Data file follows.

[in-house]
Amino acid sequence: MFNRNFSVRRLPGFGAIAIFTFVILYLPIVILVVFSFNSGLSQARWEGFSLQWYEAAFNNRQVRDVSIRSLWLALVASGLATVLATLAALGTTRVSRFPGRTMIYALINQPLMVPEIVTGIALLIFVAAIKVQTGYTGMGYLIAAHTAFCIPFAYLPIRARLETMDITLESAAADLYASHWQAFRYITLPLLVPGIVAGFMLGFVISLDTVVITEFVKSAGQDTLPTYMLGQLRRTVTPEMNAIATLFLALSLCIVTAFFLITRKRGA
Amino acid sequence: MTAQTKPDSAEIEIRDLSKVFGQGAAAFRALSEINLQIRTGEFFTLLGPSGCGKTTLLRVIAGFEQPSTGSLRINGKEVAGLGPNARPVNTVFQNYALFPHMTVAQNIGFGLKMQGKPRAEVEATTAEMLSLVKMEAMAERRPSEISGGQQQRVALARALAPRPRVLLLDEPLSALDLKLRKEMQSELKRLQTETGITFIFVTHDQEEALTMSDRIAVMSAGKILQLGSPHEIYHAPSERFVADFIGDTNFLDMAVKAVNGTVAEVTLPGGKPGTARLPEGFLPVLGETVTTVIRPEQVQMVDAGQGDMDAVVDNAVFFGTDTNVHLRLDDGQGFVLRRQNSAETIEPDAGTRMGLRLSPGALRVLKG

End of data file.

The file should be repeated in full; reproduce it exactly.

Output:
[in-house]
Amino acid sequence: MFNRNFSVRRLPGFGAIAIFTFVILYLPIVILVVFSFNSGLSQARWEGFSLQWYEAAFNNRQVRDVSIRSLWLALVASGLATVLATLAALGTTRVSRFPGRTMIYALINQPLMVPEIVTGIALLIFVAAIKVQTGYTGMGYLIAAHTAFCIPFAYLPIRARLETMDITLESAAADLYASHWQAFRYITLPLLVPGIVAGFMLGFVISLDTVVITEFVKSAGQDTLPTYMLGQLRRTVTPEMNAIATLFLALSLCIVTAFFLITRKRGA
Amino acid sequence: MTAQTKPDSAEIEIRDLSKVFGQGAAAFRALSEINLQIRTGEFFTLLGPSGCGKTTLLRVIAGFEQPSTGSLRINGKEVAGLGPNARPVNTVFQNYALFPHMTVAQNIGFGLKMQGKPRAEVEATTAEMLSLVKMEAMAERRPSEISGGQQQRVALARALAPRPRVLLLDEPLSALDLKLRKEMQSELKRLQTETGITFIFVTHDQEEALTMSDRIAVMSAGKILQLGSPHEIYHAPSERFVADFIGDTNFLDMAVKAVNGTVAEVTLPGGKPGTARLPEGFLPVLGETVTTVIRPEQVQMVDAGQGDMDAVVDNAVFFGTDTNVHLRLDDGQGFVLRRQNSAETIEPDAGTRMGLRLSPGALRVLKG